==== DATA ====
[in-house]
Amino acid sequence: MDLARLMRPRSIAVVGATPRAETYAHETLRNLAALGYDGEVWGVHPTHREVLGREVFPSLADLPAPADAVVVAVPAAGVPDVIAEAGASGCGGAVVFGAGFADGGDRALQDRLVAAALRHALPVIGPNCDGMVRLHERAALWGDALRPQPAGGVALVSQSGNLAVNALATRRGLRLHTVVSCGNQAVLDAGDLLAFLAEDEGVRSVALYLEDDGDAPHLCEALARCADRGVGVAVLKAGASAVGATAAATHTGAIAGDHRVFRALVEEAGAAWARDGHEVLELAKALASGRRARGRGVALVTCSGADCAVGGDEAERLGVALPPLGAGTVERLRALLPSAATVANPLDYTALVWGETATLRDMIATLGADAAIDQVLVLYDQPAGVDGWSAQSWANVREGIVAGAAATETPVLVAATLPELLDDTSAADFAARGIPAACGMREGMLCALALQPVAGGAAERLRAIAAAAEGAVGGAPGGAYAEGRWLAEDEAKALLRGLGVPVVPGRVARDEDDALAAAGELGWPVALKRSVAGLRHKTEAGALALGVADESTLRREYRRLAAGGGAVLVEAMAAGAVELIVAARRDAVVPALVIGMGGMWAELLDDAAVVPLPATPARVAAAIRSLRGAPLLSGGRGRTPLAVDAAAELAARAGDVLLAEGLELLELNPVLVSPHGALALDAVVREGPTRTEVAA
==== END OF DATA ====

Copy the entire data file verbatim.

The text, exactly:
[in-house]
Amino acid sequence: MDLARLMRPRSIAVVGATPRAETYAHETLRNLAALGYDGEVWGVHPTHREVLGREVFPSLADLPAPADAVVVAVPAAGVPDVIAEAGASGCGGAVVFGAGFADGGDRALQDRLVAAALRHALPVIGPNCDGMVRLHERAALWGDALRPQPAGGVALVSQSGNLAVNALATRRGLRLHTVVSCGNQAVLDAGDLLAFLAEDEGVRSVALYLEDDGDAPHLCEALARCADRGVGVAVLKAGASAVGATAAATHTGAIAGDHRVFRALVEEAGAAWARDGHEVLELAKALASGRRARGRGVALVTCSGADCAVGGDEAERLGVALPPLGAGTVERLRALLPSAATVANPLDYTALVWGETATLRDMIATLGADAAIDQVLVLYDQPAGVDGWSAQSWANVREGIVAGAAATETPVLVAATLPELLDDTSAADFAARGIPAACGMREGMLCALALQPVAGGAAERLRAIAAAAEGAVGGAPGGAYAEGRWLAEDEAKALLRGLGVPVVPGRVARDEDDALAAAGELGWPVALKRSVAGLRHKTEAGALALGVADESTLRREYRRLAAGGGAVLVEAMAAGAVELIVAARRDAVVPALVIGMGGMWAELLDDAAVVPLPATPARVAAAIRSLRGAPLLSGGRGRTPLAVDAAAELAARAGDVLLAEGLELLELNPVLVSPHGALALDAVVREGPTRTEVAA